The conference embraces a multi-disciplinary perspective, drawing on insights from Urban Studies, History, Sociology, Anthropology, Geography, Development Studies, Cultural Studies, Film Studies, Migration Studies and Refugee Studies. It will also address key issues in cultural production, especially in relation to public representation of cultural diversity. Participants come from academic networks and Third Sector organisations undertaking community initiatives, especially in the arts.

The organisers have identified a number of themes:

  • contending histories: London as an object of historical study; London in the national narrative; “peoples’ ” histories; London, gender and history; history and community today; “official” history and the Olympic project
  • London and the world: colonialism, neo-colonialism and the metropolitan city; commerce, slavery and empire; London and the neo-liberal networks; global city: London and the cities of the South
  • race, racism and the city: “hidden” and “invisible” populations; inclusion and exclusion; geographies of community; immigration, work and settlement; refuge and asylum; citizenship, multiculturalism, “cohesion” and integration today
  • East London: the East End in narratives of London and nation; East London and the maritime networks; the East End as refuge; East End, gender and sexuality; resistance and radicalism; regeneration and the “new” East End
  • imaging and performing London: visual cultures yesterday and today – film, photography, multimedia, performance
  • city and spectacle: London and the Olympic cities – global spectacle and local reality. Documenting the Olympics then and now (UEL holds the Library and Archive of the British Olympic Association, including materials on the 1948 London Olympics).

Conference format

The conference will take place from 3 to 5 April 2012 at the Docklands Campus of the University of East London. It will include plenary sessions, discussion groups and parallel panels and workshops.

All participants will have opportunities to listen to experts and activists, and to participate in collective thinking and analysis. In this way the conference will include best practices of academic and non-academic workshops. There will also be opportunities to perform, to meet local NGOs, go for walks in East London and to observe exhibitions by local artists, scholars and activists.
Among many who have already agreed to take part in the conference are (in alphabetical order):

Claire Alexander, Floya Anthias, Rob Berkeley, Penny Bernstock, Avtar Brah, Craig Calhoun, Mary Chamberlain, Matt Cook, David Feldman, Ben Gidley, David Gilbert, Paul Gilroy, Vassil Girginov, Michael Keith, Roshini Kempadoo, Yosefa Loshitzky, Philip Marfleet, Doreen Massey, Mica Nava, Ann Phoenix, Gavin Poynter, Mike Raco, Michael Rustin, Nicola Samson, Saskia Sassen, Corinne Squire, Helen Taylor, Judith Walkowitz, Vron Ware, Georgie Wemyss, Jane Wills, Jerry White and Nira Yuval-Davis.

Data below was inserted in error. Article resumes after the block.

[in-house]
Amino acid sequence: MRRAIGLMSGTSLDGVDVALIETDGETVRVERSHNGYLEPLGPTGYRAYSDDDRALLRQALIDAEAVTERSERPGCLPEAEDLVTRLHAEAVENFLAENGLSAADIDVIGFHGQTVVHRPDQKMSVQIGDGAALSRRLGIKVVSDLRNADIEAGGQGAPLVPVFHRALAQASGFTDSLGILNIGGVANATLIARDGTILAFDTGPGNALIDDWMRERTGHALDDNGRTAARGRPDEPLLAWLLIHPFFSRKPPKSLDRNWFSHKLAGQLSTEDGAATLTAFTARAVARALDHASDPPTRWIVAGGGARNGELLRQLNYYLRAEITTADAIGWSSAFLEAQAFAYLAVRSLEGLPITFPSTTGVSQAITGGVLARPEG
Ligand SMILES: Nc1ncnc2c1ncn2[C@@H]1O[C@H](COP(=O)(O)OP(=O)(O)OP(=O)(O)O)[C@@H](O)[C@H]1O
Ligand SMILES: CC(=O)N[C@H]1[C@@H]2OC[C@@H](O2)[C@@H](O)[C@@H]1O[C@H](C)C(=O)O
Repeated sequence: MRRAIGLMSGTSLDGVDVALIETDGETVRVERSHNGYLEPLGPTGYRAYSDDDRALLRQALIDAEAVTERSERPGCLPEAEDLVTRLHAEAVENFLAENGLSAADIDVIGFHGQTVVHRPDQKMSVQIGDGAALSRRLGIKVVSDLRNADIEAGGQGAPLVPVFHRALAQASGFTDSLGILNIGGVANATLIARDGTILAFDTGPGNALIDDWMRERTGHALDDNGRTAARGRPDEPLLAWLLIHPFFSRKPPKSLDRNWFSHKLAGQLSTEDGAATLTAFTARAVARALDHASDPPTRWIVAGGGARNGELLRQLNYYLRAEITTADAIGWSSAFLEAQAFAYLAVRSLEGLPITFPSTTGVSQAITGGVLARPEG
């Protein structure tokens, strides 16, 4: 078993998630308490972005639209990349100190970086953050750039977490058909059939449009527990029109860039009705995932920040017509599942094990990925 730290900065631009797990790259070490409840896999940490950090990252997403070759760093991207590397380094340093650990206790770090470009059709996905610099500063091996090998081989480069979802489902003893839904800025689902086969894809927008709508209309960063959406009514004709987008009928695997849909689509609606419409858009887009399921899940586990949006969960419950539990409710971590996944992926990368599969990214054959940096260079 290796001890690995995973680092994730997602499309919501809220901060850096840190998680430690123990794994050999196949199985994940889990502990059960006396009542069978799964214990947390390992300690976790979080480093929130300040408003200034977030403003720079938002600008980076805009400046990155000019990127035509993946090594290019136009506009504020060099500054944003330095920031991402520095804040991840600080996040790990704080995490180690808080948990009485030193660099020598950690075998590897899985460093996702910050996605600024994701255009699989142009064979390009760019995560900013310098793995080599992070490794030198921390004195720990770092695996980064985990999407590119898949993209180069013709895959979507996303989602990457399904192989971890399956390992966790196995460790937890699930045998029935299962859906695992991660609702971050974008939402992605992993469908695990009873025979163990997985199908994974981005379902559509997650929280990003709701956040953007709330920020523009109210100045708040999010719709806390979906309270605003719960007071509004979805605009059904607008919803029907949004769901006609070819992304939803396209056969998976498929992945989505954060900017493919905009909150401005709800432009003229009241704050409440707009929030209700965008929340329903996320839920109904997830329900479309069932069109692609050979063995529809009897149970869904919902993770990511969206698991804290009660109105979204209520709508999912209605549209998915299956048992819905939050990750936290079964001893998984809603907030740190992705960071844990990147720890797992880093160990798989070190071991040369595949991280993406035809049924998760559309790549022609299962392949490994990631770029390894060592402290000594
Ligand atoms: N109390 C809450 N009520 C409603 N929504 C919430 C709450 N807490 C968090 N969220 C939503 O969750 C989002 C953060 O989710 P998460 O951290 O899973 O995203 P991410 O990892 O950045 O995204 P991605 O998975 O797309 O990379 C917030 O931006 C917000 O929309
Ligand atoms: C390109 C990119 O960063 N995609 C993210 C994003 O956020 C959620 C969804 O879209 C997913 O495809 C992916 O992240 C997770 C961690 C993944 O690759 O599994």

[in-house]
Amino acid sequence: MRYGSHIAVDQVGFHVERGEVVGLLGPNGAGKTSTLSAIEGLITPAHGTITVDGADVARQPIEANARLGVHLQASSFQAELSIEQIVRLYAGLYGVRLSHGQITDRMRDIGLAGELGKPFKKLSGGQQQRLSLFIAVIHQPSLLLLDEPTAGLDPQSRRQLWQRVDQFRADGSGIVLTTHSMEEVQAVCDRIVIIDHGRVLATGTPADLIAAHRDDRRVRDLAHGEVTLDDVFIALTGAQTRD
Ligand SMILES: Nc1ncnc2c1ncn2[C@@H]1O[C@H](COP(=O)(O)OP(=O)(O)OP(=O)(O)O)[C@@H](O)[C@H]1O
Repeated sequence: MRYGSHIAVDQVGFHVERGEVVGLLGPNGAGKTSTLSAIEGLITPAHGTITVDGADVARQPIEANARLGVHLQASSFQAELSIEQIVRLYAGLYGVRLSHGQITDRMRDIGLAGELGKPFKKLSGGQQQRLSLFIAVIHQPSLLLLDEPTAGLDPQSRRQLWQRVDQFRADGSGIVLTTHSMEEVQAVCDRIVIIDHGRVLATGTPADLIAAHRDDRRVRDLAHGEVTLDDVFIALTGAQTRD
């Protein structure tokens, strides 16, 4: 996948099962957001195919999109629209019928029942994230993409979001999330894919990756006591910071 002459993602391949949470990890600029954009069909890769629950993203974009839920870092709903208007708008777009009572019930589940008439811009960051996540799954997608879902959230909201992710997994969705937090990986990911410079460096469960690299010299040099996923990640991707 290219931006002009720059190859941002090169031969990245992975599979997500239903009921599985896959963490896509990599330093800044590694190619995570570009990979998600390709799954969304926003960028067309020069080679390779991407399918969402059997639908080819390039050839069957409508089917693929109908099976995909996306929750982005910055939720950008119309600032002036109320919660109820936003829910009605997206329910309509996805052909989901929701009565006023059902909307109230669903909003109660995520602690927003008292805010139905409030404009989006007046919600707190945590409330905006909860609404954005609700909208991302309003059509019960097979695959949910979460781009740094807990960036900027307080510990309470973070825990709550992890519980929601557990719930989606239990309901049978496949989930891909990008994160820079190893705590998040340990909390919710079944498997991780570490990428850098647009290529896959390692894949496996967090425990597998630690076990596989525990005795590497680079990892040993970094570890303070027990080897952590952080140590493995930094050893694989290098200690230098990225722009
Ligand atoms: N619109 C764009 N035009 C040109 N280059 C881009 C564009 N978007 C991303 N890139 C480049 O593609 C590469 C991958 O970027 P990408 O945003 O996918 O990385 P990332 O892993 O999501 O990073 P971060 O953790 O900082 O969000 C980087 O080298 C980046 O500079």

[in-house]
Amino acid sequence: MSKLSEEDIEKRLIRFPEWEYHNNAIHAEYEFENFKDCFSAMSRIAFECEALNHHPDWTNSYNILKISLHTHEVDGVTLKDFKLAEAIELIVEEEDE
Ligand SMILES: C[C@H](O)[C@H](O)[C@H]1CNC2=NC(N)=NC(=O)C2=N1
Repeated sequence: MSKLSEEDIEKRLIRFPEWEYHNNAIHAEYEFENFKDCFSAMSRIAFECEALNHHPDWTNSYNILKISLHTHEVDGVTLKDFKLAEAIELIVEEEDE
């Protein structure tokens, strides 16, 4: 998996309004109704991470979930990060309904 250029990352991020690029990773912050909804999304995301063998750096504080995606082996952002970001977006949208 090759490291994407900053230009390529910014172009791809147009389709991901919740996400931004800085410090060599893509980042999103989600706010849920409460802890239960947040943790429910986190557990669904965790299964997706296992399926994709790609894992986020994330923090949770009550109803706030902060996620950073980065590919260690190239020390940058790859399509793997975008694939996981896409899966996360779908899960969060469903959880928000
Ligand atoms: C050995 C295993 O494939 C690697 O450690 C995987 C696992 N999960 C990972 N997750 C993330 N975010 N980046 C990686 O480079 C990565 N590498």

Regular conference fee £60; concessions (unwaged, students, seniors) £30.
Refreshments included.

(You are encouraged to register for the whole conference,
facilitating active engagement in discussion groups.)

Daily rate available at the conference £25; concessions £12.
Register at: http://uel-iis-b.uel.ac.uk/cmrb/booking/

All enquiries please contact Masi Fathi: m.fathi@uel.ac.uk

UEL Docklands Campus is adjacent to Cyprus Station, Docklands Light Railway: http://www.uel.ac.uk/campuses/docklands.htm

CMRB, University of East London, Docklands Campus, London, E16 2RD
http://ww.uel.ac.uk/cmrb/

Event : Sociology, Politics, Thinking and Acting : A Festschrift for Nira Yuval-Davis

Sociology, Politics, Thinking and Acting : A Festschrift for Nira Yuval-Davis

Organised by :

The Centre for Migration Refugees and Belonging (UEL)
The Centre for Narrative Research (UEL)
The Centre for Gender Studies (SOAS)

26 November 2011, Saturday, SOAS, Khalili Lecture Theatre

With the launch of Nira’s Latest Book

Nira Yuval-Davis in conversation with Ann Phoenix, Institute of Education

Sociology, Politics, Thinking and Acting : A Festschrift for Nira Yuval-Davis

Speakers:

Gender and national reproduction: Floya Anthias, Roehampton University; Nadje Al-Ali, School of Oriental and African Studies, University of London

Intersectionalities: Avtar Brah, Birkbeck College, University of London; Georgie Wemyss, Roehampton University

Transformative pedagogy: A panel discussion with some of Nira’s former postgraduate students: Cass Balchin, Muslim Women’s Network; Samia Bano, Reading

University; Umut Erel, Open University; Marcel Stoetzler, Bangor University; Ulrike Vieten, University of Amsterdam

Women and fundamentalisms: Pragnal Patel, Southall Black Sisters;  Gita Sahgal, Centre for Secular Space

Settler societies: Haim Bresheeth, University of East London;  Avishai Ehrlich, Tel Aviv University

East London, racisms, refugees: Phil Marfleet, University of East London Erene Kaptani, The Open University

RSVPto Mastoureh Fathi at fathi.mastoureh@gmail.com by 10 November 2011

Sociology, Politics, Thinking and Acting : A Festschrift for Nira Yuval-Davis

Sociology, Politics, Thinking and Acting : A Festschrift for Nira Yuval-Davis

Organised by :

The Centre for Migration Refugees and Belonging (UEL)
The Centre for Narrative Research (UEL)
The Centre for Gender Studies (SOAS)

26 November 2011, Saturday, SOAS, Khalili Lecture Theatre

With the launch of Nira’s Latest Book

Nira Yuval-Davis in conversation with Ann Phoenix, Institute of Education

 

Sociology, Politics, Thinking and Acting : A Festschrift for Nira Yuval-Davis

Sociology, Politics, Thinking and Acting : A Festschrift for Nira Yuval-Davis

Speakers:

Gender and national reproduction: Floya Anthias, Roehampton University; Nadje Al-Ali, School of Oriental and African Studies, University of London

Intersectionalities: Avtar Brah, Birkbeck College, University of London; Georgie Wemyss, Roehampton University

Transformative pedagogy: A panel discussion with some of Nira’s former postgraduate students: Cass Balchin, Muslim Women’s Network; Samia Bano, Reading

University; Umut Erel, Open University; Marcel Stoetzler, Bangor University; Ulrike Vieten, University of Amsterdam

Women and fundamentalisms: Pragnal Patel, Southall Black Sisters;  Gita Sahgal, Centre for Secular Space

Settler societies: Haim Bresheeth, University of East London;  Avishai Ehrlich, Tel Aviv University

East London, racisms, refugees: Phil Marfleet, University of East London Erene Kaptani, The Open University

RSVPto Mastoureh Fathi at fathi.mastoureh@gmail.com by 10 November 2011